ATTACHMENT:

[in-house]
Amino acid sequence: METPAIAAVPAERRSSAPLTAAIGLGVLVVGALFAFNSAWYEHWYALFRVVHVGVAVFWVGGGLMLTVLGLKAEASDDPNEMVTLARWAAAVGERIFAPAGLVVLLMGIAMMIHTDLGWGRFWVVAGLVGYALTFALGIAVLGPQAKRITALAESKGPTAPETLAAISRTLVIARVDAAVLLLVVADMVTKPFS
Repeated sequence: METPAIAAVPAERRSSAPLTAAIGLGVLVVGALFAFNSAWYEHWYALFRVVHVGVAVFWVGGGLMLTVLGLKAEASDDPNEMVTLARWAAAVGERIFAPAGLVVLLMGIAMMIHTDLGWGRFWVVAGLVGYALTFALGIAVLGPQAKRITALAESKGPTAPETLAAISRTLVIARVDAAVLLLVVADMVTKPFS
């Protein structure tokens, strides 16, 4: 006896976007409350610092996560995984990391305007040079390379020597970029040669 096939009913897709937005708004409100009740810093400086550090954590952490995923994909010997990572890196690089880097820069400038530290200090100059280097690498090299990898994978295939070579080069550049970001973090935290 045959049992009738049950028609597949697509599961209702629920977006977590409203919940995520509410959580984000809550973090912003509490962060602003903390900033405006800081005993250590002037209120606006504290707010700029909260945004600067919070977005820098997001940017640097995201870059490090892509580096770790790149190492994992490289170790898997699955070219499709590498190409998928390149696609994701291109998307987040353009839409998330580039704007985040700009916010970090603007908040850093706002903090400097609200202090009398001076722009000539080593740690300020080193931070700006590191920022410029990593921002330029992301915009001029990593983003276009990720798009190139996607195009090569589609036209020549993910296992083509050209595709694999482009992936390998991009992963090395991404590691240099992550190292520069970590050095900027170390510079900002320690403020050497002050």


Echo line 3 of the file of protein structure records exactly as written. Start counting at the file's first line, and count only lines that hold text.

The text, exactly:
Repeated sequence: METPAIAAVPAERRSSAPLTAAIGLGVLVVGALFAFNSAWYEHWYALFRVVHVGVAVFWVGGGLMLTVLGLKAEASDDPNEMVTLARWAAAVGERIFAPAGLVVLLMGIAMMIHTDLGWGRFWVVAGLVGYALTFALGIAVLGPQAKRITALAESKGPTAPETLAAISRTLVIARVDAAVLLLVVADMVTKPFS